The United States has approved the sale of 400 advanced Tomahawk missiles to Japan as Tokyo beefs up its deterrence capabilities amid what it says are growing security threats from China and North Korea.
The Pentagon said Friday that the U.S. State Department had signed off on the estimated $2.35 billion deal for 400 Tomahawk missiles, 14 Tactical Tomahawk Weapon Control Systems, software, support equipment, spares and technical support.
With a range of 1,600 kilometers, the weapons will give Japan the ability to potentially hit far-away enemy bases and command-and-control nodes. The move follows Tokyo’s adoption of a so-called counterstrike capability last year.
“This proposed sale will support the foreign policy goals and national security objectives of the United States by improving the security of a major ally that is a force for political stability and economic progress in the Indo-Pacific region,” the Defense Department said in a statement.
“The proposed sale will improve Japan’s capability to meet current and future threats by providing a long range, conventional surface-to-surface missile with significant standoff range that can neutralize growing threats,” it added. “Japan will have no difficulty absorbing these articles into its armed forces.”
Despite the State Department approval, the notification did not indicate that a contract had been signed or that negotiations had concluded.
During Defense Minister Minoru Kihara’s visit to Washington last month, he held talks with his U.S. counterpart, with officials saying that the two had “shared the recognition” that Japan would buy the Tomahawk Block-4 missiles in the fiscal year that begins in April 2025 — a year earlier than originally planned.
Japan had initially planned to purchase 400 of the Tomahawk Block-5 missiles — the latest version of the powerful weapon — but will instead buy up to 200 of the earlier versions between fiscal 2025 and 2027, with the remainder of the missiles expected to be made up of the latest Tomahawks.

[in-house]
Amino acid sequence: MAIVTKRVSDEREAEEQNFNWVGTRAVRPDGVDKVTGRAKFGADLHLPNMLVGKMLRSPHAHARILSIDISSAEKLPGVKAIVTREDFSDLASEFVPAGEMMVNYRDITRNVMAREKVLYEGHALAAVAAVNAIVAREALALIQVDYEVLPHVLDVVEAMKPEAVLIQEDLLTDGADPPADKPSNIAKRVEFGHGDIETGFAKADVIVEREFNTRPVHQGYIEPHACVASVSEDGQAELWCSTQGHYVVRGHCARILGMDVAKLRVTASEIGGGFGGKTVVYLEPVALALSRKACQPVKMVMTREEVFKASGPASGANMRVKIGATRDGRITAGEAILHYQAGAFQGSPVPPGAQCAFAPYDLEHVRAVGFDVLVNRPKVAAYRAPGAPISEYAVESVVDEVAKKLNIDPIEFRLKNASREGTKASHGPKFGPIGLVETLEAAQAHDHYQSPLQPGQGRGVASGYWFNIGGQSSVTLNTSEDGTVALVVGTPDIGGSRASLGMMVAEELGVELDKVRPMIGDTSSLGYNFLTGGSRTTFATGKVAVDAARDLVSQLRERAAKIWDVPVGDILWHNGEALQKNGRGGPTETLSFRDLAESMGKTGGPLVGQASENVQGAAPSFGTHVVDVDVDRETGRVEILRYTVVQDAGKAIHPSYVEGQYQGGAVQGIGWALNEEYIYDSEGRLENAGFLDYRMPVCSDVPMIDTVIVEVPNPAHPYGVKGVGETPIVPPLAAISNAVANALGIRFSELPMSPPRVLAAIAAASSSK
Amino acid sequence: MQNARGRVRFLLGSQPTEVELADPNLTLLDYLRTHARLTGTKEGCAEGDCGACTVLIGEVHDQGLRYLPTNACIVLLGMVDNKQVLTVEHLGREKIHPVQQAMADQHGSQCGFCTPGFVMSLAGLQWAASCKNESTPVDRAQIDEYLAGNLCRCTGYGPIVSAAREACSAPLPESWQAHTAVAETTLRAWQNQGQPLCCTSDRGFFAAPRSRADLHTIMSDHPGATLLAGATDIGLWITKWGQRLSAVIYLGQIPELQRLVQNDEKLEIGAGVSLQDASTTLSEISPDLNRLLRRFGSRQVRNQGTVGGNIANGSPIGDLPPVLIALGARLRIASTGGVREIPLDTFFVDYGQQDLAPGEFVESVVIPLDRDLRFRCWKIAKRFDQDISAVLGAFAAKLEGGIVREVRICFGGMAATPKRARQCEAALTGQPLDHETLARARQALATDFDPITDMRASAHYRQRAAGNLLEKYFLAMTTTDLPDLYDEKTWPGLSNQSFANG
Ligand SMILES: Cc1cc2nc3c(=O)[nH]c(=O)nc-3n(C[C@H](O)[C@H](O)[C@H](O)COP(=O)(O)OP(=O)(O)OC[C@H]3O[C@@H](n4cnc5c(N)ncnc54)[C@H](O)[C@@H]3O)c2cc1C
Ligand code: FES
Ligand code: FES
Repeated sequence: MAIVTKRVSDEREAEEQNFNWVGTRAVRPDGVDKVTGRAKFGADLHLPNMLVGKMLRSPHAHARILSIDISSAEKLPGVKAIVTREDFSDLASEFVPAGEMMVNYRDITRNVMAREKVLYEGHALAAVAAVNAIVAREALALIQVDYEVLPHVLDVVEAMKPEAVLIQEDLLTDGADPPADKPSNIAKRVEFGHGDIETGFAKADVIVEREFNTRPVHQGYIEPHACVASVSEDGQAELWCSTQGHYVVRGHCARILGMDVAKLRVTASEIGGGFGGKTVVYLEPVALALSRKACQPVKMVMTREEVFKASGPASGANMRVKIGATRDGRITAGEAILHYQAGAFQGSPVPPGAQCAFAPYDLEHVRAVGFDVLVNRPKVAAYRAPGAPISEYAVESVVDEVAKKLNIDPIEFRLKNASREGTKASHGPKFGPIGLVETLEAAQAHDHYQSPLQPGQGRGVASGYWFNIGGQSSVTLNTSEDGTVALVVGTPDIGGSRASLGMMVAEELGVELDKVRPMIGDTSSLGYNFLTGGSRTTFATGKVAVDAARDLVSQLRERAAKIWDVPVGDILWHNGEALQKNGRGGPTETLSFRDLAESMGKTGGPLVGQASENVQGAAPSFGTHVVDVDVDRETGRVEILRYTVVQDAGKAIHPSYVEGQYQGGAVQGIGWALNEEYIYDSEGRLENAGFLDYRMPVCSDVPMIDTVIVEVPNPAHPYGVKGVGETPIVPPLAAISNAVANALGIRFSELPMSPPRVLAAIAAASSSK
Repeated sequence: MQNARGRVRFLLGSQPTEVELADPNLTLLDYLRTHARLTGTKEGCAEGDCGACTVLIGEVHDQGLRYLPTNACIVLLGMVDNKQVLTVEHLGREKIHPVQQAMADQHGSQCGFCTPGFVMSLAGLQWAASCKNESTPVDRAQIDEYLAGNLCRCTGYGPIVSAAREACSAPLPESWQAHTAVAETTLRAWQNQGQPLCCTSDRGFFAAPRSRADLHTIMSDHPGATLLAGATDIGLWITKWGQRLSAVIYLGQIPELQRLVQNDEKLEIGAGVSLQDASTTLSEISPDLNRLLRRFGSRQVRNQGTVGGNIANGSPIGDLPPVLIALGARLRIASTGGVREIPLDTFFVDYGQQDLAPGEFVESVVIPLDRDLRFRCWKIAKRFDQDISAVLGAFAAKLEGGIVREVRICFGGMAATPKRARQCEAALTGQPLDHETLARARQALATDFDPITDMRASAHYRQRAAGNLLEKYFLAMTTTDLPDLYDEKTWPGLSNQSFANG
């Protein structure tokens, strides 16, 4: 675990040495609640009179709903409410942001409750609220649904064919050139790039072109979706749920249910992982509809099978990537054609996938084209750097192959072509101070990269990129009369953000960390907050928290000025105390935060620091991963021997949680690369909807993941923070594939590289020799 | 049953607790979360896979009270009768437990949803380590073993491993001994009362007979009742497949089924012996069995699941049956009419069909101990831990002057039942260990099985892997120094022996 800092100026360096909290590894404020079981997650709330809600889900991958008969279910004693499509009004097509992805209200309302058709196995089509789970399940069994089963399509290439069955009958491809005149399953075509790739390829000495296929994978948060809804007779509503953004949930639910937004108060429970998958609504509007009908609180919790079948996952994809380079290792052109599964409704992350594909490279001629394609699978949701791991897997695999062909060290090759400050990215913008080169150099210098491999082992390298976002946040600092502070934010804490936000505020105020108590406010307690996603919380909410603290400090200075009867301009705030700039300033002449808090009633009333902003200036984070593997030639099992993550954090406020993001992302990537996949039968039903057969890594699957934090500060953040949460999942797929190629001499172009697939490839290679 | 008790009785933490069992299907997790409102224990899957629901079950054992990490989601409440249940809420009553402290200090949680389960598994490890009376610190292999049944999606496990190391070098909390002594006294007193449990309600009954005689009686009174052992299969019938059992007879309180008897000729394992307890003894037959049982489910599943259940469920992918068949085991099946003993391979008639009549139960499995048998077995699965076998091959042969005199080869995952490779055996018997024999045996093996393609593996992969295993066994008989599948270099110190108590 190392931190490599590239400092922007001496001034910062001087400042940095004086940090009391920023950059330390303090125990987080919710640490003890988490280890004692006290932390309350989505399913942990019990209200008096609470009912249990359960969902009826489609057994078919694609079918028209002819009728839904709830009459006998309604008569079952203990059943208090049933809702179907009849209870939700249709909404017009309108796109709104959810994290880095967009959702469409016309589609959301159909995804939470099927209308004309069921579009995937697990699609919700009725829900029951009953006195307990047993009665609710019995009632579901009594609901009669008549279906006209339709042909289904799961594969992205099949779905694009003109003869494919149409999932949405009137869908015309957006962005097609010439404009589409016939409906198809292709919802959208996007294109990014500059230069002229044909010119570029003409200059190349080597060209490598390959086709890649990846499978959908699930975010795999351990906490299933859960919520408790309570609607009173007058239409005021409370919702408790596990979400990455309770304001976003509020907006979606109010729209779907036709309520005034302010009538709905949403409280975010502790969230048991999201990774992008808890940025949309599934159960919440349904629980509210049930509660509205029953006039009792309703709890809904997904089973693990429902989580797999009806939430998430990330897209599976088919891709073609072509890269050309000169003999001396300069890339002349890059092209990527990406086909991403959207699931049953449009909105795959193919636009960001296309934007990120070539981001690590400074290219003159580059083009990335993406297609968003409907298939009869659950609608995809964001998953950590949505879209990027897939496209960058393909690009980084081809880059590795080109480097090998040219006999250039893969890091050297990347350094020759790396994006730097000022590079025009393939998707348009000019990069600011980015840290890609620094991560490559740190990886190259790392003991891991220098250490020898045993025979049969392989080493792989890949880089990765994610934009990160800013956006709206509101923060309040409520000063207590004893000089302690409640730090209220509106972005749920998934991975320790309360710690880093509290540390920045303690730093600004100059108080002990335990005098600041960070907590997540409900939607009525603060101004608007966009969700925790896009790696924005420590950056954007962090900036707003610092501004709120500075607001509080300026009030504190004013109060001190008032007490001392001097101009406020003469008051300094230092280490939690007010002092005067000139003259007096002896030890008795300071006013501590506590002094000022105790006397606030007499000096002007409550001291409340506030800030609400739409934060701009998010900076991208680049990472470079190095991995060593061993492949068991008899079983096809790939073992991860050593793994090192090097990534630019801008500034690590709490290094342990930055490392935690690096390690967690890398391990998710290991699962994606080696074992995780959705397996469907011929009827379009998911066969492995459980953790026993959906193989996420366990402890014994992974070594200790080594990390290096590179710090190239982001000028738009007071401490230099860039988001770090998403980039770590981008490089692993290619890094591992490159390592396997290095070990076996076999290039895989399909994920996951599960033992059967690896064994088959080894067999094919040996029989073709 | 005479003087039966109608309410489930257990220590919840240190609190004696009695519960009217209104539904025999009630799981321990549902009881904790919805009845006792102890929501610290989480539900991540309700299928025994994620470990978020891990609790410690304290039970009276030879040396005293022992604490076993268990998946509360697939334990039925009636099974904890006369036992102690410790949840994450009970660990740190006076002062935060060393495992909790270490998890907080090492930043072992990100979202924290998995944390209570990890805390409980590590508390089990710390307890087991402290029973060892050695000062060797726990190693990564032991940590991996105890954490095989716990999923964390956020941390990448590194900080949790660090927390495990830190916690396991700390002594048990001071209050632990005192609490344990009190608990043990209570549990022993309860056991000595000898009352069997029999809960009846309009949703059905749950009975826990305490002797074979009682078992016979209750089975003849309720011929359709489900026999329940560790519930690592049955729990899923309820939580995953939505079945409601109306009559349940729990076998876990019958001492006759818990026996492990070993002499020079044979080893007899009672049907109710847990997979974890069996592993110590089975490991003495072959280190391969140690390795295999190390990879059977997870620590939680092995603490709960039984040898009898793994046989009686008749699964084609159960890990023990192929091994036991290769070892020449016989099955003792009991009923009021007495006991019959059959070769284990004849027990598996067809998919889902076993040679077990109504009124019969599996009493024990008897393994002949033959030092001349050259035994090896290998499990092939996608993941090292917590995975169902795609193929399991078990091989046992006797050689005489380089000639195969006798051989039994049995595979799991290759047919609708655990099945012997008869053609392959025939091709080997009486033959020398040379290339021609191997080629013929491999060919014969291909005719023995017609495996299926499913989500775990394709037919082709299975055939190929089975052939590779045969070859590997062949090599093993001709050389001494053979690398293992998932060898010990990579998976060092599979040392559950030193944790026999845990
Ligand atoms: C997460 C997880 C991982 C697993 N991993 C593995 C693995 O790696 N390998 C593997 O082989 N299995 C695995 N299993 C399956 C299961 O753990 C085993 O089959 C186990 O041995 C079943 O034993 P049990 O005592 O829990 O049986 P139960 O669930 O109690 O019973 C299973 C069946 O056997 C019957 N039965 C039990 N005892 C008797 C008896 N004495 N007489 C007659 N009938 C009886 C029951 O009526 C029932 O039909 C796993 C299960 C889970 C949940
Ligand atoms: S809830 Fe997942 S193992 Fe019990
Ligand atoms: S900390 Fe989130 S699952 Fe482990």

Tokyo plans to use the Tomahawks to fill immediate gaps in an initial five-year plan while the range of its homegrown Type-12 standoff missiles is extended. The Defense Ministry has also said that it is examining the possibility of acquiring its own domestically produced standoff missiles at an earlier date, but has not offered more details.
The announcement came a day after Prime Minister Fumio Kishida held his first in-person talks with Chinese leader Xi Jinping in about a year, with Kishida telling Xi that the two Asian powers “have a responsibility to coexist and prosper together, while contributing to world peace and stability.”
It also followed a closely watched meeting between Xi and U.S. President Joe Biden on Wednesday, where the two leaders agreed to resume high-level military-to-military talks as their countries looked to stabilize a relationship that has been in free-fall amid fears it could devolve into outright conflict.
China’s growing military assertiveness in the region and North Korea’s increasingly potent missile and nuclear forces have unnerved Japan, which last year approved a major shift in defense and security policy, signaling a readiness to shed some of the postwar constraints on its military — including by introducing the long-debated counterstrike capability.
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